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Three bowl barrows on Chalton Down, 860m east of Netherley Farm

A Scheduled Monument in Clanfield, Hampshire

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Coordinates

Latitude: 50.9294 / 50°55'45"N

Longitude: -0.9568 / 0°57'24"W

OS Eastings: 473406.504626

OS Northings: 114953.643954

OS Grid: SU734149

Mapcode National: GBR CD1.QWV

Mapcode Global: FRA 86WN.91D

Entry Name: Three bowl barrows on Chalton Down, 860m east of Netherley Farm

Scheduled Date: 28 March 1977

Last Amended: 7 March 2002

Source: Historic England

Source ID: 1020512

English Heritage Legacy ID: 34156

County: Hampshire

Civil Parish: Clanfield

Traditional County: Hampshire

Lieutenancy Area (Ceremonial County): Hampshire

Church of England Parish: Chalton

Church of England Diocese: Portsmouth

Details

The monument includes a group of three bowl barrows of Late Neolithic or
Bronze Age date, situated along the crest of Chalton Down, a high, north-south
oriented chalk ridge situated near the Hampshire-Sussex border. It is the
surviving remnant of a larger round barrow cemetery, the remainder of which
has been levelled by modern ploughing. Although the two northern barrows of
the group have also been significantly lowered by ploughing, the monument
remains a prominent feature on the down which was a major focus of ritual
activity during the later prehistoric period.
The most substantial, best preserved barrow, to the south, survives as a
steep-sided, circular mound, 20m in average diameter and 1.2m high. It is
hollowed in the centre, indicating later excavation, and has been clipped all
around by ploughing, artificially steepening the flanks of the mound. Traces
of a 3m wide quarry ditch, from which material would have been obtained for
the mound's construction, are visible around the barrow, now partly infilled
as a result of later ploughing. A slight outer bank, previously recorded
around this ditch, is now no longer visible. The two heavily ploughed northern
barrows survive as low, circular or sub-circular mounds, 14m-16m in diameter
and 0.1m to 0.2m high, constructed of flint and chalk rubble. These two
barrows slightly adjoin, and are located on the highest point of the ridge,
with commanding views in all directions. There is no trace of a surrounding
ditch around either, although such ditches can be expected to survive as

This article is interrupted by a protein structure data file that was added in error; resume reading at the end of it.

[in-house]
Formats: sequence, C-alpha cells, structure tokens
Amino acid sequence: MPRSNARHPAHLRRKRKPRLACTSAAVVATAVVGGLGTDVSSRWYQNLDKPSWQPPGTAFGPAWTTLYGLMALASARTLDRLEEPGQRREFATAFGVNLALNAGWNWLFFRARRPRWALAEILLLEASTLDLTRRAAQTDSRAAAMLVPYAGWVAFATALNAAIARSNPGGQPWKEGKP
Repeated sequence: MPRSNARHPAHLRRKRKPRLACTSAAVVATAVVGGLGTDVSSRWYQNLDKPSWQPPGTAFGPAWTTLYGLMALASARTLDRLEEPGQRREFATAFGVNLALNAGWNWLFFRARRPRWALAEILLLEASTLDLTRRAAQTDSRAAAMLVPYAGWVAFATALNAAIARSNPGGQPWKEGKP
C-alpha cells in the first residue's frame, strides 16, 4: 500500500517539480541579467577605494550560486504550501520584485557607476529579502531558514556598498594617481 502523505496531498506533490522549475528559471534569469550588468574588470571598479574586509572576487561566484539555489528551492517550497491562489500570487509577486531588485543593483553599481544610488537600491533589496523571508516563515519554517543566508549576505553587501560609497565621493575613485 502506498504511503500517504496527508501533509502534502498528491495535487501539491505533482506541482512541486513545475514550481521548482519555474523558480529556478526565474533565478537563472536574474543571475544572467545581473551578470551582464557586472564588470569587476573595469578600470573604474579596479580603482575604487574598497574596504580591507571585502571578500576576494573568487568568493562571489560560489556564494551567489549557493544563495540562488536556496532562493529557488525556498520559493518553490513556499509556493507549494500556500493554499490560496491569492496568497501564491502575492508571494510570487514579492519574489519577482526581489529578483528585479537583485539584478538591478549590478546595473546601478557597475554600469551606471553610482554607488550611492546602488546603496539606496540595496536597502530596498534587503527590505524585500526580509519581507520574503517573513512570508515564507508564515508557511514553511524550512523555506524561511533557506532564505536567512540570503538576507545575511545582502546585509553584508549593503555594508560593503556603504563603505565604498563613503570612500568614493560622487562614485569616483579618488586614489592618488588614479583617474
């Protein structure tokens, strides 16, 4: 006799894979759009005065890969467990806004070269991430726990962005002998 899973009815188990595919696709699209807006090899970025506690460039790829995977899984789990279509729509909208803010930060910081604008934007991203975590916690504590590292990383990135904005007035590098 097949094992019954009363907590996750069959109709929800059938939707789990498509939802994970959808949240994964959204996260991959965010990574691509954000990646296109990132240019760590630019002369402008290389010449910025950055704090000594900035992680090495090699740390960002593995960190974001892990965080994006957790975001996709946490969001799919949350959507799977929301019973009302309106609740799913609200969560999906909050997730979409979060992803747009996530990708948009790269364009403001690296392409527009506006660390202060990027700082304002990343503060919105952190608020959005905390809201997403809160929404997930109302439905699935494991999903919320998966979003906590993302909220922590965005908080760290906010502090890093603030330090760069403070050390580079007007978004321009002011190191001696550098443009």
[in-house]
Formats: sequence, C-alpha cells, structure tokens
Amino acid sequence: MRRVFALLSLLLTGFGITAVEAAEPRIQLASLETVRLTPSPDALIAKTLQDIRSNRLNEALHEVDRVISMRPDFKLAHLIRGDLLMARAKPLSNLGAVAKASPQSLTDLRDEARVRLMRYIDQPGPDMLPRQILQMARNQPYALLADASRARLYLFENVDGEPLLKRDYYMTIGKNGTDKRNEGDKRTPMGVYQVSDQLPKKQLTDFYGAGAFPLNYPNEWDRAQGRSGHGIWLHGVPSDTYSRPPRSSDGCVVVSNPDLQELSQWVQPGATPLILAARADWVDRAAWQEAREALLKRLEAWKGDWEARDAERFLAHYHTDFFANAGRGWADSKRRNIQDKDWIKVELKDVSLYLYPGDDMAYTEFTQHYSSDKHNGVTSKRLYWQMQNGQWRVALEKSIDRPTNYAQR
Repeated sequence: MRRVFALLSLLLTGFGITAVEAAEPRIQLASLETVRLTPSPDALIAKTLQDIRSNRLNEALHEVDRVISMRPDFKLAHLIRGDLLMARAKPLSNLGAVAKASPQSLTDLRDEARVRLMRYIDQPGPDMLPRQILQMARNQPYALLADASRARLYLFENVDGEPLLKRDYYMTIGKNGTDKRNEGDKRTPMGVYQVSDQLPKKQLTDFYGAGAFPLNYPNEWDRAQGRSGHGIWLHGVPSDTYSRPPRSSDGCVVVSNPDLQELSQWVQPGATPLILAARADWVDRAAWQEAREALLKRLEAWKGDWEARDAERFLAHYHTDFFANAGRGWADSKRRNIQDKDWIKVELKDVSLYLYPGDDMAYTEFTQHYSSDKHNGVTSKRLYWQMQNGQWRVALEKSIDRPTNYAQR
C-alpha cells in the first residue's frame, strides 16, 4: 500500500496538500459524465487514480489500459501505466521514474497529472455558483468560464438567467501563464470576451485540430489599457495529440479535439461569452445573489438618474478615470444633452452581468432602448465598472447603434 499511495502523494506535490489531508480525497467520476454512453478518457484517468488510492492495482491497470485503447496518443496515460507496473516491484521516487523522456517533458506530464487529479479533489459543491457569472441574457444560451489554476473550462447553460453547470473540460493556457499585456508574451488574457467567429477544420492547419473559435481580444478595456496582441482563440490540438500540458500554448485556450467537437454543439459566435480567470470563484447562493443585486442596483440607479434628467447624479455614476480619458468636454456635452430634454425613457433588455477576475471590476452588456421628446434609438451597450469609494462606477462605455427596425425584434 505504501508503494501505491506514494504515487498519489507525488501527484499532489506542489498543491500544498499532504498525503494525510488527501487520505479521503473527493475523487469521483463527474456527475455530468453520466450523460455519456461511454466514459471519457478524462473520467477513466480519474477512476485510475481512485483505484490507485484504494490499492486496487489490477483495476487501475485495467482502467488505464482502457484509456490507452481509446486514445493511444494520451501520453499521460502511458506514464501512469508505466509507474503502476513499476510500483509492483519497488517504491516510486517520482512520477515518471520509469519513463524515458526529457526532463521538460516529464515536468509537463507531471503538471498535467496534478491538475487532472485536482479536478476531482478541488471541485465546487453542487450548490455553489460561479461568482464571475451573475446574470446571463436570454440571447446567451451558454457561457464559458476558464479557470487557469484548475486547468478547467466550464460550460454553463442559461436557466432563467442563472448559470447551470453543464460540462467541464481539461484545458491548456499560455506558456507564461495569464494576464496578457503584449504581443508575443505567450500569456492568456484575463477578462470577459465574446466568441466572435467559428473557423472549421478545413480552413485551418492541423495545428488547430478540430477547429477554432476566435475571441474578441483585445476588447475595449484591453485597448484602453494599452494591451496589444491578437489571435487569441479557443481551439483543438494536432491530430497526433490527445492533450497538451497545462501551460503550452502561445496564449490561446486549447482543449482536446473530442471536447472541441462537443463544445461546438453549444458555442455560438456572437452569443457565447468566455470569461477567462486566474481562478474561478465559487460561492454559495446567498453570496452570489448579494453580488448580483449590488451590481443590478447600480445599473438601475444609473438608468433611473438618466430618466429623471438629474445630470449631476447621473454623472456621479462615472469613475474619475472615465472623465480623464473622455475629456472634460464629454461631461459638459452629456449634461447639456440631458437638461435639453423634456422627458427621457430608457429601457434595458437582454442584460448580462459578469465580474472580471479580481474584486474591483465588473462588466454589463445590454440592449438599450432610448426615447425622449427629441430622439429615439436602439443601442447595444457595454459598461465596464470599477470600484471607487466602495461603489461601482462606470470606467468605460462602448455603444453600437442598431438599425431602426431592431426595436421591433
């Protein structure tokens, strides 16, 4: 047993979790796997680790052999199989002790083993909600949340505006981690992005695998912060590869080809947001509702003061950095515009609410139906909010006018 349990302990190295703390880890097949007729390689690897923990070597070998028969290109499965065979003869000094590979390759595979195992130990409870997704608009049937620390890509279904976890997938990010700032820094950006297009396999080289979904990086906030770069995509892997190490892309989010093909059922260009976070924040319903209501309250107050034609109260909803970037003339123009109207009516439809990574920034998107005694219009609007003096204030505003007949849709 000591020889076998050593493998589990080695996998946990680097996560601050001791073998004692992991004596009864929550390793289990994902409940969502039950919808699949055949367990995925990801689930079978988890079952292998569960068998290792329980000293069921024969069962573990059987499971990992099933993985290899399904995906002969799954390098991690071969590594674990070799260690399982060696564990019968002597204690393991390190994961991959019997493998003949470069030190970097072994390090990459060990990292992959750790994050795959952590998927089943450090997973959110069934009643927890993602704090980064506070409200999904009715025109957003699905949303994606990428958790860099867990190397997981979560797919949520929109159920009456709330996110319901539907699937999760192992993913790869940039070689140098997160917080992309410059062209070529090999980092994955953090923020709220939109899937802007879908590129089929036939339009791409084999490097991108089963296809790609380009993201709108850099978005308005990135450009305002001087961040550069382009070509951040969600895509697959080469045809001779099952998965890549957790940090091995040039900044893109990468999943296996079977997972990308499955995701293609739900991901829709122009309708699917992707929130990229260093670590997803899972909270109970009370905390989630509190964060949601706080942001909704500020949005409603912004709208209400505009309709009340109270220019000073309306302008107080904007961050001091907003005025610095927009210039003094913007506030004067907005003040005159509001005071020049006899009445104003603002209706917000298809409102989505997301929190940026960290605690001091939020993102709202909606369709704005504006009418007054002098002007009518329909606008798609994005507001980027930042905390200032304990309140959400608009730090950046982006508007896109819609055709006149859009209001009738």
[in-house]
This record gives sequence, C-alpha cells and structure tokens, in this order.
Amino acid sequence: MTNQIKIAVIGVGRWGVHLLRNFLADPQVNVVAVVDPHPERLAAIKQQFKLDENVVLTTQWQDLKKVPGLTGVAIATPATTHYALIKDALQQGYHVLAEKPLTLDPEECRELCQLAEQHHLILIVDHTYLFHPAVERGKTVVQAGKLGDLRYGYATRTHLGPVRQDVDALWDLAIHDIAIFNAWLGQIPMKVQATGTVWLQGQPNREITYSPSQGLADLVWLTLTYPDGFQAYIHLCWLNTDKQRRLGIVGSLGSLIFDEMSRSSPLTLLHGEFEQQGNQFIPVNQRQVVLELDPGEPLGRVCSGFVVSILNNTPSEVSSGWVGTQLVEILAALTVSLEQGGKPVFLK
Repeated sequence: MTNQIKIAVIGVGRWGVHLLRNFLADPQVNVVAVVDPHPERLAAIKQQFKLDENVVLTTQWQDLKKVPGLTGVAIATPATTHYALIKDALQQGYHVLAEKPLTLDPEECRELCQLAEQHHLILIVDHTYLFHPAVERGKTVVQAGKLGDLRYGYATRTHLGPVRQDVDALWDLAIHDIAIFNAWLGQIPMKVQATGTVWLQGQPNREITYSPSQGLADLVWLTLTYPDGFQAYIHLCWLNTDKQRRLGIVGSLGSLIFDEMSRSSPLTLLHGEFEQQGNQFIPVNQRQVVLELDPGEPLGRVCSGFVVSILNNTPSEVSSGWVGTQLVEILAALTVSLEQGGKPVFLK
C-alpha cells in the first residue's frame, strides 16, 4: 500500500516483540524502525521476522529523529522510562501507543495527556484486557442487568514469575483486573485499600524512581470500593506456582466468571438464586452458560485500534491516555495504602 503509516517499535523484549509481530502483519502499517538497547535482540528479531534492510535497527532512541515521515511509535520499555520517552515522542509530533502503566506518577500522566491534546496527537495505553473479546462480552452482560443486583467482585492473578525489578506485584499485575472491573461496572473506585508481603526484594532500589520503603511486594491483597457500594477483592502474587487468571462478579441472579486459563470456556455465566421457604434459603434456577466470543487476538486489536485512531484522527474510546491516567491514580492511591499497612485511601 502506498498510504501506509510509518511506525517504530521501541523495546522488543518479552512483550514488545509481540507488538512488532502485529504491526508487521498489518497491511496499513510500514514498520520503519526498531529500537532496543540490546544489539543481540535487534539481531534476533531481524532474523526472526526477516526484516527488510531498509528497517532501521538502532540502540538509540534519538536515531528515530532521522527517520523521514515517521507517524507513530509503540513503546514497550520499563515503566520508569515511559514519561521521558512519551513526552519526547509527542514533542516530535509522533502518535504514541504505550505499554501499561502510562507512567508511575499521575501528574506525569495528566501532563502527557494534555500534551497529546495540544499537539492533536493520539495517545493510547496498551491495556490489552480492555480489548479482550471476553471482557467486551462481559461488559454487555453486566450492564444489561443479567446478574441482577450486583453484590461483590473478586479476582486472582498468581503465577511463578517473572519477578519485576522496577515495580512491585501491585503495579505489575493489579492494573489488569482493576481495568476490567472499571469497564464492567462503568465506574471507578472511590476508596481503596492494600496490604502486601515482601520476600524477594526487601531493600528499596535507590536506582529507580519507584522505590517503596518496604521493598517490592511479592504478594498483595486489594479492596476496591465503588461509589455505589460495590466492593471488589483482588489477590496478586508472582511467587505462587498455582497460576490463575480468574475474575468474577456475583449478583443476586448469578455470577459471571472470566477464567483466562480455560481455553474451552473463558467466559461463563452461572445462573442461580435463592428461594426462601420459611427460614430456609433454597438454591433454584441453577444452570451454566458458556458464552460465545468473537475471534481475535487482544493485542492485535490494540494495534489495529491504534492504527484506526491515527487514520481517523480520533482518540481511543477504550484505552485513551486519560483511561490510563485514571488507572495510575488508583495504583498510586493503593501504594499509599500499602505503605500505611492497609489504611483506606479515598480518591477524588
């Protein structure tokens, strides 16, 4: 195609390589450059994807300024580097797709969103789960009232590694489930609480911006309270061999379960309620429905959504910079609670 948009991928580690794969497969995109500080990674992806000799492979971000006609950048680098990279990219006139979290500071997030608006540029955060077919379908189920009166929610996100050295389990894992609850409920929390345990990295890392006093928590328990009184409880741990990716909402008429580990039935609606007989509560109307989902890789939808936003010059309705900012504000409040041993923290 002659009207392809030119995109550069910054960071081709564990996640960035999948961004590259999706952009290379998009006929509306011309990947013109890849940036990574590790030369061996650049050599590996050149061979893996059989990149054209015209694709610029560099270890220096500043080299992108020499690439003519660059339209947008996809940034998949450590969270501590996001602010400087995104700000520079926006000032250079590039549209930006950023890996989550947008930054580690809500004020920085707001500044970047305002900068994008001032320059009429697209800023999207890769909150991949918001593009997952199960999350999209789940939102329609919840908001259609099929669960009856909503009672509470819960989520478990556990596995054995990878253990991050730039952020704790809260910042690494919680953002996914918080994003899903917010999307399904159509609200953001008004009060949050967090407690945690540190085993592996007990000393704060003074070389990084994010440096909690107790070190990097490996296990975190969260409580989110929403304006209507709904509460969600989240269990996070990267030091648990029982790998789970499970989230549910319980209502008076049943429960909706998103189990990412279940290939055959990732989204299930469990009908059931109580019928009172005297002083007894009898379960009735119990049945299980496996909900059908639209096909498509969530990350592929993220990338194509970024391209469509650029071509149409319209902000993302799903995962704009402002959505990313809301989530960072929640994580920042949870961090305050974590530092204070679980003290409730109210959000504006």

buried features, infilled by the later ploughing. Further archaeological
remains associated with the original construction and use of the monument,
including burials, grave pits, burial goods and the original ground surface
can also be expected to survive as buried features beneath and between all
three mounds.
A marker post for the Staunton Way situated on the monument is excluded from
the scheduling, although the ground beneath it is included.

MAP EXTRACT
The site of the monument is shown on the attached map extract.
It includes a 2 metre boundary around the archaeological features,
considered to be essential for the monument's support and preservation.

Source: Historic England

Reasons for Scheduling

Bowl barrows, the most numerous form of round barrow, are funerary monuments
dating from the Late Neolithic period to the Late Bronze Age, with most
examples belonging to the period 2400-1500 BC. They were constructed as
earthen or rubble mounds, sometimes ditched, which covered single or multiple
burials. They occur either in isolation or grouped as cemeteries and often
acted as a focus for burials in later periods. Often superficially similar,
although differing widely in size, they exhibit regional variations in form
and a diversity of burial practices. There are over 10,000 surviving bowl
barrows recorded nationally (many more have already been destroyed), occurring
across most of lowland Britain. Often occupying prominent locations, they are
a major historic element in the modern landscape and their considerable
variation of form and longevity as a monument type provide important
information on the diversity of beliefs and social organisations amongst early
prehistoric communities. They are particularly representative of their period
and a substantial proportion of surviving examples are considered worthy of
protection.

The group of three bowl barrows on Chalton Down, 860m east of Netherley
Farm survives reasonably well despite later disturbance by ploughing and can
be expected to retain archaeological remains and environmental evidence
relating to the monument and the environment in which it was constructed. The
monument is associated with the recorded sites of at least ten other round
barrows situated on Chalton Down, most of which have now been destroyed. It is
prominently located beside the Staunton Way long distance footpath.

Source: Historic England

Sources

Books and journals
Cunliffe, B, 'The Antiquaries Journal' in Chalton, Hants: The evolution of a landscape, (1973), 178-80
Cunliffe, B, 'The Antiquaries Journal' in Chalton, Hants: The evolution of a landscape, (1973), 178-180
Grinsell, L V, 'Proceedings of the Hampshire Field Club' in Hampshire Barrows, (1938), 210,359
Grinsell, L V, 'Proceedings of the Hampshire Field Club' in Hampshire Barrows, (1938), 210,359

Source: Historic England

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